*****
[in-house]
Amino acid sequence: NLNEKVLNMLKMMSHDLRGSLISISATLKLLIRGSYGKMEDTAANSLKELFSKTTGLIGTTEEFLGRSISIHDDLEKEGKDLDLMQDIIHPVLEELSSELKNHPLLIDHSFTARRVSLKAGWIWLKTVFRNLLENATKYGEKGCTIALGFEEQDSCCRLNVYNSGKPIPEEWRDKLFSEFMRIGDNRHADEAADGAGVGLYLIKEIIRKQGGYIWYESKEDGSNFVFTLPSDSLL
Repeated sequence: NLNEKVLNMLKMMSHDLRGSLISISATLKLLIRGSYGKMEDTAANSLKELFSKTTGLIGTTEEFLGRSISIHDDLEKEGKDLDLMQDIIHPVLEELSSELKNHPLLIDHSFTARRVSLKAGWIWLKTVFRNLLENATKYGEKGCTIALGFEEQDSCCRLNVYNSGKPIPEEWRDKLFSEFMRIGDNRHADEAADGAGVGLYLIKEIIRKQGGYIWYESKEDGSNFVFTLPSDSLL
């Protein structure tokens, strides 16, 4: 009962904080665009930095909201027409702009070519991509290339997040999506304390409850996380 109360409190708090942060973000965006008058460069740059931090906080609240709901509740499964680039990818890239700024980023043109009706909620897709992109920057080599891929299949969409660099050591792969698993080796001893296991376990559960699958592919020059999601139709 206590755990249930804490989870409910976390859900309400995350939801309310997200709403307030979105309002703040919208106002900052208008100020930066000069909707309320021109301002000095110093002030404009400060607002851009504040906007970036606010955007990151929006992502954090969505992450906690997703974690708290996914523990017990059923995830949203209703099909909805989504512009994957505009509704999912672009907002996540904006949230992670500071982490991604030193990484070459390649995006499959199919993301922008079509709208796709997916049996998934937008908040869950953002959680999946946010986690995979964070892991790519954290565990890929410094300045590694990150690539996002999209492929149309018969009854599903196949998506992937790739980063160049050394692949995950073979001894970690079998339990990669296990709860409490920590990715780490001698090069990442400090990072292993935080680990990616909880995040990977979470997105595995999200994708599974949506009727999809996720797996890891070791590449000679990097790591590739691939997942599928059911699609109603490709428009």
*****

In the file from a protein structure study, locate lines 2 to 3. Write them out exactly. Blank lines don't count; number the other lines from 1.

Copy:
Amino acid sequence: NLNEKVLNMLKMMSHDLRGSLISISATLKLLIRGSYGKMEDTAANSLKELFSKTTGLIGTTEEFLGRSISIHDDLEKEGKDLDLMQDIIHPVLEELSSELKNHPLLIDHSFTARRVSLKAGWIWLKTVFRNLLENATKYGEKGCTIALGFEEQDSCCRLNVYNSGKPIPEEWRDKLFSEFMRIGDNRHADEAADGAGVGLYLIKEIIRKQGGYIWYESKEDGSNFVFTLPSDSLL
Repeated sequence: NLNEKVLNMLKMMSHDLRGSLISISATLKLLIRGSYGKMEDTAANSLKELFSKTTGLIGTTEEFLGRSISIHDDLEKEGKDLDLMQDIIHPVLEELSSELKNHPLLIDHSFTARRVSLKAGWIWLKTVFRNLLENATKYGEKGCTIALGFEEQDSCCRLNVYNSGKPIPEEWRDKLFSEFMRIGDNRHADEAADGAGVGLYLIKEIIRKQGGYIWYESKEDGSNFVFTLPSDSLL